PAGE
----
You can hear the frustration in the disciples’ reply: “Should we spend half a year’s wages to feed them?”
Forget for a moment you’ve heard this story before. Think instead of your current problem.
- Your financial picture is unmanageable.
- A close relationship has been strained for years.
- You’ve been unemployed for much longer than you imagined.
Whatever it is you’re facing today, you face one of many impossible situations.
Now go back to Jesus’ crazy command to His disciples. His solution for them is also His solution for you.
Let me show you why.
It happened again. A man I know shook my hand and said, “Let’s grab a coffee soon; I’ll call you.”
I didn’t say it, but I wanted to reply: “No, you won’t.”
I always try to give someone the benefit of the doubt when he or she makes a commitment. But honestly, it doesn’t take many times for someone to fail keeping a promise, and I lose confidence in the person.
The only way we can trust that people will keep their word is if they have kept their word.
The same is true of God’s promises.
As worriers, we often place more value on possibilities than certainties.
We’ll invest plenty of money to insure ourselves against theft, flood, fire, sickness, or accident—all only possibilities. But we give little thought to the most certain event in our lives.
Death. Even life insurance doesn’t cover that.
I believe in insurance. I pay for it, consider it prudent, and enjoy its benefits. In a way, my blog distributes spiritual insurance in bulk.
- I explain people’s options and risks regarding the events following death.
- I do my best to warn them of buying into cheap insurance that looks good up front but raises its premiums exorbitantly and reneges on paying the final benefits of their claim.
Such shams offer heaven for the price of good deeds.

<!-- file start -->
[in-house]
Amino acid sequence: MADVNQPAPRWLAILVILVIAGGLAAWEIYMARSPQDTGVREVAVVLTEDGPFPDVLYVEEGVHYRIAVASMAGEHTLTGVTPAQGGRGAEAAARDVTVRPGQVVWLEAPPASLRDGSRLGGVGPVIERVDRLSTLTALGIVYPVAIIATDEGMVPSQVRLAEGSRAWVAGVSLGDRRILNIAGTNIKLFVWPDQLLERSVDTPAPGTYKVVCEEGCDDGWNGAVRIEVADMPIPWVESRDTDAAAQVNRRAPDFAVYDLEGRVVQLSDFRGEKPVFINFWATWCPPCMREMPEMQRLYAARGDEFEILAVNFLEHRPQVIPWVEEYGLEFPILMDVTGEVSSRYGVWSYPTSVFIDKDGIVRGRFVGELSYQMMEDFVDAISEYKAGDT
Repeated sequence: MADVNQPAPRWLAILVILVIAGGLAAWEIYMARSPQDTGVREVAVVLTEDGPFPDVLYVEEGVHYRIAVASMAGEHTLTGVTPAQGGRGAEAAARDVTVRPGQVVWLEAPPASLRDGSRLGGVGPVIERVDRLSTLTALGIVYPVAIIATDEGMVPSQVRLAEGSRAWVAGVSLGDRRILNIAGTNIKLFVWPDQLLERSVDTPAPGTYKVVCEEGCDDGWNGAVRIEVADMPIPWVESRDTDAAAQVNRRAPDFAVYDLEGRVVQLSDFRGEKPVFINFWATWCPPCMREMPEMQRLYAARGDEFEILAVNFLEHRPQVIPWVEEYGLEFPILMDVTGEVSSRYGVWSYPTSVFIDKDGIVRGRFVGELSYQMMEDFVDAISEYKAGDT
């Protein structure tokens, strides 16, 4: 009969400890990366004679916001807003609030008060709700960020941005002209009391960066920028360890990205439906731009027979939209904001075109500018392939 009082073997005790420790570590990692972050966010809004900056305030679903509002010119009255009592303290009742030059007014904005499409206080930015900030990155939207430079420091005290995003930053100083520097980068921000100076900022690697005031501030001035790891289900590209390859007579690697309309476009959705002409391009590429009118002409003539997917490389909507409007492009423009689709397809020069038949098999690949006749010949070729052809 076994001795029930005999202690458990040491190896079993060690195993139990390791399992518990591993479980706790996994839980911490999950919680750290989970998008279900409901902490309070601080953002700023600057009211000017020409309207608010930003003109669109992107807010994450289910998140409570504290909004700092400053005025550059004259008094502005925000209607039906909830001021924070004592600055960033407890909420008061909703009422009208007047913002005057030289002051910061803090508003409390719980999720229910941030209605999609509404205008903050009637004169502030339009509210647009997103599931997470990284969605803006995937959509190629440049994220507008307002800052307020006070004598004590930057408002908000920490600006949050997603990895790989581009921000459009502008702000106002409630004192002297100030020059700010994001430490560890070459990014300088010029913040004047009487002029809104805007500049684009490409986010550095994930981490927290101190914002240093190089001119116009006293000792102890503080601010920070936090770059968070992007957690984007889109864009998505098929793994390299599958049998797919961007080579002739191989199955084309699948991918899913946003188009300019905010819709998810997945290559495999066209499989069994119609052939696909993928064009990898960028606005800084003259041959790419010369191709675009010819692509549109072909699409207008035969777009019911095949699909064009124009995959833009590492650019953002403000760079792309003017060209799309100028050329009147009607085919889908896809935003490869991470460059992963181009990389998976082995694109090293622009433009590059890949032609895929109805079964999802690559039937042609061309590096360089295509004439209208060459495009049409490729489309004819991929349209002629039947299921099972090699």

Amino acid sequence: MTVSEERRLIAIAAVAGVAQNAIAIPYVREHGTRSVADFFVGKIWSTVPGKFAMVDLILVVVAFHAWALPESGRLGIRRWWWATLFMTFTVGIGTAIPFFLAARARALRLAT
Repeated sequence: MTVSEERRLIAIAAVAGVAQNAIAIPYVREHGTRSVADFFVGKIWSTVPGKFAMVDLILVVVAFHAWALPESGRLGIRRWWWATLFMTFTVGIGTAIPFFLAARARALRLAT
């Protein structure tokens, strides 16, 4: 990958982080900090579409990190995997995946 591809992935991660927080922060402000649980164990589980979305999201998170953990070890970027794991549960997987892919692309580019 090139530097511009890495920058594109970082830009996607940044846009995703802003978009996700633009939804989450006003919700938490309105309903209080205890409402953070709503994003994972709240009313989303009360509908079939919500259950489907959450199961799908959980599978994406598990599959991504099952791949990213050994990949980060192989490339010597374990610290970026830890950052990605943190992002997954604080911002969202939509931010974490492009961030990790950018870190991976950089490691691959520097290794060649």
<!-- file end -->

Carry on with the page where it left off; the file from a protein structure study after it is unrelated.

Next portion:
Only God offers the best insurance for the most certain event in your life.
Sometimes waiting on God feels like you’re dying of thirst.
That’s what David thought as he wandered in a thirsty wilderness, running from a problem he couldn’t solve.
Chased by the jealous King Saul, David took refuge in the Wilderness of Judea and prayed, “My flesh yearns for You, in a dry and weary land where there is no water” (Psalm 63:1).
This barren land is a picture of our own challenge with waiting on God.
It also pictures the place of refuge God provides for us while we wait.
Not long ago, my jaw dropped as I calculated how much I had spent on tolls that year.
This painful revelation forced me to reexamine my commute. I decided to take the access road to work each morning instead of the highway.
But I discovered I pay either way.
I pay in time or in money. In angst or in cash. Unfortunately, I seem to have more of time.
So I pay my time at stoplights.
After two years of navigating stoplights and memorizing their patterns, I have concluded that someone, somewhere, is smiling at me behind some camera.
Maybe it’s God. (He’s smiling at you too.)
God will lead you places you would never choose. Unwanted places.
Because the Lord is much greater than you and I can imagine, it makes sense that He wants for us more than we ever dreamed.
God wants you to trust Him, and you’d like to do so. He wants you to glorify Him, to know Him, and so do you. But really, you often want to trust God only when you understand Him.
Too often, that desire to know the Lord slices His list of attributes in half.
When you and I settle for anything less than all of God, we also settle for less than all we can become.